Support for LAist comes from
Made of L.A.
Stay Connected

Share This

This is an archival story that predates current editorial management.

This archival content was written, edited, and published prior to LAist's acquisition by its current owner, Southern California Public Radio ("SCPR"). Content, such as language choice and subject matter, in archival articles therefore may not align with SCPR's current editorial standards. To learn more about those standards and why we make this distinction, please click here.


New Section Of L.A. River Opens Up For The First Time In Decades On Memorial Day

A new section of the L.A. River will be open to kayakers, like these, and fishermen starting this weekend (Photo by houze via the LAist Featured Photos pool)
Our June member drive is live: protect this resource!
Right now, we need your help during our short June member drive to keep the local news you read here every day going. This has been a challenging year, but with your help, we can get one step closer to closing our budget gap. Today, put a dollar value on the trustworthy reporting you rely on all year long. We can't hold those in power accountable and uplift voices from the community without your partnership.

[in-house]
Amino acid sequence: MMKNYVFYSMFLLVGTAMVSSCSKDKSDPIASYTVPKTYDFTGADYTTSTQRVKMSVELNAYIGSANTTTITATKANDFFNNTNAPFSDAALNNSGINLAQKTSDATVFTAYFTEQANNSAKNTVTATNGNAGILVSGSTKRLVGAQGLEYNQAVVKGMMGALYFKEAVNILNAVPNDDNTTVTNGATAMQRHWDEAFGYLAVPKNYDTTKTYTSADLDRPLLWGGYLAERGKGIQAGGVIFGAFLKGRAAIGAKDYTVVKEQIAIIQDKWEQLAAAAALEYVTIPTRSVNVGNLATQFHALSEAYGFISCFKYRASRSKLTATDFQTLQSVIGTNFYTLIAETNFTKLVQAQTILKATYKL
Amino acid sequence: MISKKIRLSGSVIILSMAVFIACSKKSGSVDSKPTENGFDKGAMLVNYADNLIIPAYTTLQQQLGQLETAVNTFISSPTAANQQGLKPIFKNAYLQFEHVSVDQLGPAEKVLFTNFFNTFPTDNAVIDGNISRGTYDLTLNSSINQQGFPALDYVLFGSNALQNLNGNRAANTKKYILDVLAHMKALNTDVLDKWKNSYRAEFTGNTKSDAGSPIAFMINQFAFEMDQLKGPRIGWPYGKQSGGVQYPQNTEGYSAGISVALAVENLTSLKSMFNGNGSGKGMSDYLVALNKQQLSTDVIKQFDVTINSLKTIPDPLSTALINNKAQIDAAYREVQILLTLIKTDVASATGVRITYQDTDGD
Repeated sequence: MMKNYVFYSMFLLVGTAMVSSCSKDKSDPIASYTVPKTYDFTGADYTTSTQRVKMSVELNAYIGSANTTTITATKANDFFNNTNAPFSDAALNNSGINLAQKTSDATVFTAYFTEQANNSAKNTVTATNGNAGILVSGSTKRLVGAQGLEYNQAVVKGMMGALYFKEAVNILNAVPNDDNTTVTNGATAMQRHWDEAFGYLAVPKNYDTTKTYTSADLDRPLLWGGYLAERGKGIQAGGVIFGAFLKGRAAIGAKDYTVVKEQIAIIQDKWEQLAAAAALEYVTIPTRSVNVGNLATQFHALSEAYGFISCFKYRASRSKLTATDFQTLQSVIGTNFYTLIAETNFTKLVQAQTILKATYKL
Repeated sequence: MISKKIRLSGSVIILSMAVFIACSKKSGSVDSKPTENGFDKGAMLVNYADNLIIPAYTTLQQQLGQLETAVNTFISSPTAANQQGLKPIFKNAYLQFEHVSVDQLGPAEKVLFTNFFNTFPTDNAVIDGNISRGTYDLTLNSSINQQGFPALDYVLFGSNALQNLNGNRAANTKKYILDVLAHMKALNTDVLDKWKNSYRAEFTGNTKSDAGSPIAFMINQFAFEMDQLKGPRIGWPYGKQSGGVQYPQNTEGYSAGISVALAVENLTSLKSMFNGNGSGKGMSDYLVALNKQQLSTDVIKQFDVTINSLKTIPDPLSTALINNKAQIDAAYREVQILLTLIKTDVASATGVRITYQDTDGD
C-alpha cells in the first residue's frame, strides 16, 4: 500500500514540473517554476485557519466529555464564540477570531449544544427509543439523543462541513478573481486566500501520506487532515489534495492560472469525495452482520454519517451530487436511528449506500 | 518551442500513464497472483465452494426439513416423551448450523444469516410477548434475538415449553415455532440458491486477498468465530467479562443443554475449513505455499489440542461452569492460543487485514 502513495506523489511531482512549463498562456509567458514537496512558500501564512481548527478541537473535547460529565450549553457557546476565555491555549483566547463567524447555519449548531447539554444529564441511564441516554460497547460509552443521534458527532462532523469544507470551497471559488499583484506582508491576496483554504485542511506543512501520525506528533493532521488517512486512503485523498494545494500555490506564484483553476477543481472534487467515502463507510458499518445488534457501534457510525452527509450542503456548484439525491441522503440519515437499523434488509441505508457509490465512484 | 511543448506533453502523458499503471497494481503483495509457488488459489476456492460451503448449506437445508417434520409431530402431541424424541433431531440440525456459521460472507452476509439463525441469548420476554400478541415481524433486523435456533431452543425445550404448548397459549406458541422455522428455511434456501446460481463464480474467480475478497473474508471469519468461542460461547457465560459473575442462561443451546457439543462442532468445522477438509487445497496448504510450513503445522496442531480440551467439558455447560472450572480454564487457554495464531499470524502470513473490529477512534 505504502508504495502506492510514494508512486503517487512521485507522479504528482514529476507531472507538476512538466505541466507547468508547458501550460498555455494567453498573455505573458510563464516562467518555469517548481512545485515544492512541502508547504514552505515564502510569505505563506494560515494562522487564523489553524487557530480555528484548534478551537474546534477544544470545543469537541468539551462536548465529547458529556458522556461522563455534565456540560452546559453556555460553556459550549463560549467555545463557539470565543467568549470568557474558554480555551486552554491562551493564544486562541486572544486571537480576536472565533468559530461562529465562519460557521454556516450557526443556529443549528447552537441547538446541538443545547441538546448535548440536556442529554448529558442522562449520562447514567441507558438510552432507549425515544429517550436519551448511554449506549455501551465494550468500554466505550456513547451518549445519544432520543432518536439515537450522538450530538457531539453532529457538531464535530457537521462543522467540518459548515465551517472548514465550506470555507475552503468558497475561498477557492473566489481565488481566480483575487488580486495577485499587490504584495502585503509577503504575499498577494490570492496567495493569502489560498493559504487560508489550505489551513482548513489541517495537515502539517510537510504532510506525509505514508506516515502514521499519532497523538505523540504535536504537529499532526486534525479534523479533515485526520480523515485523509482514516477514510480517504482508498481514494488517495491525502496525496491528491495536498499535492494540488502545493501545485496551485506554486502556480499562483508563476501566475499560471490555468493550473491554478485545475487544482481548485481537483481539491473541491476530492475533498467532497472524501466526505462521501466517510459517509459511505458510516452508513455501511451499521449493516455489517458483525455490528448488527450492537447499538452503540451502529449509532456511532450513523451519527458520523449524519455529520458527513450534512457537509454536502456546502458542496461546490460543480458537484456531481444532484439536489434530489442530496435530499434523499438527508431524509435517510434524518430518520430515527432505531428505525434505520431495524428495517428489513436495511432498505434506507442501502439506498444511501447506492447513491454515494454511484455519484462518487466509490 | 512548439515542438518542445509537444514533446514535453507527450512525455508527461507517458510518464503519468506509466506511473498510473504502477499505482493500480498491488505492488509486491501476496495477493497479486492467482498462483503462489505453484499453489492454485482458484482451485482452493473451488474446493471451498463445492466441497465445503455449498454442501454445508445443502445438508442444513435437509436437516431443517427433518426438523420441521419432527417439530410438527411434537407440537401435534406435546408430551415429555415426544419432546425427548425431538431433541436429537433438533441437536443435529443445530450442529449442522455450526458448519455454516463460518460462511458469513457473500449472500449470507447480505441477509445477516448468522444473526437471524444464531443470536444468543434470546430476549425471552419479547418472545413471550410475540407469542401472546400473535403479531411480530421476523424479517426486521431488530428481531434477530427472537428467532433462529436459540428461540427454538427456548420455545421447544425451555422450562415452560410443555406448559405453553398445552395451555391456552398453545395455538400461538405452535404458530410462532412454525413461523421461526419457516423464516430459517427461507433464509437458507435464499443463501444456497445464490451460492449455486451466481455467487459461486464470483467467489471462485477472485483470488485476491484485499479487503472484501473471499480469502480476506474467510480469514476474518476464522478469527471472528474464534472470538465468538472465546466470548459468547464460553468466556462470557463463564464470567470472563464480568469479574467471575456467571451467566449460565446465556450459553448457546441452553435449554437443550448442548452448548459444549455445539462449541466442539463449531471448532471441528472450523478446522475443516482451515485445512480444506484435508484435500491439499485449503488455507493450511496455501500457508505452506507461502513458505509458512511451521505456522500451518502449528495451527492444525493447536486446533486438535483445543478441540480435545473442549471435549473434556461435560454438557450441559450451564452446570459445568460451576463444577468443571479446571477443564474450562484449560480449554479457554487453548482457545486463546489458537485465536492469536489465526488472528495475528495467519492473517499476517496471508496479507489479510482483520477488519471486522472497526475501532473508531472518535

This Memorial Day a stretch of the L.A. River near downtown will be opened up to kayakers, fishermen and riverside ramblers for the first time since the river was paved decades ago.

There is going to be a little ceremony around 10 am on Memorial Day marking the opening of a 2.5-mile section of the river that starts at Marsh Park, which is near Elysian Valley (just northeast of the 2* and 5 freeway interchange). Some kayakers will paddle downstream (while politicians and a rep from the US Army Corps of Engineers look on).

This section of the river will be open from Memorial Day until Labor Day. You don't need a reservation or permit unless you're a part of a big organized group. The Mountains Recreation and Conservation Authority will manage the new recreation zone, which will be open from sunrise to sunset.

This is all a part of a broader effort to open up the channelized and underappreciated Los Angeles River to Angelenos.

Support for LAist comes from

If you go, take some pictures of whatever you do and e-mail them to us or drop them in our Flickr photo pool.

Most Read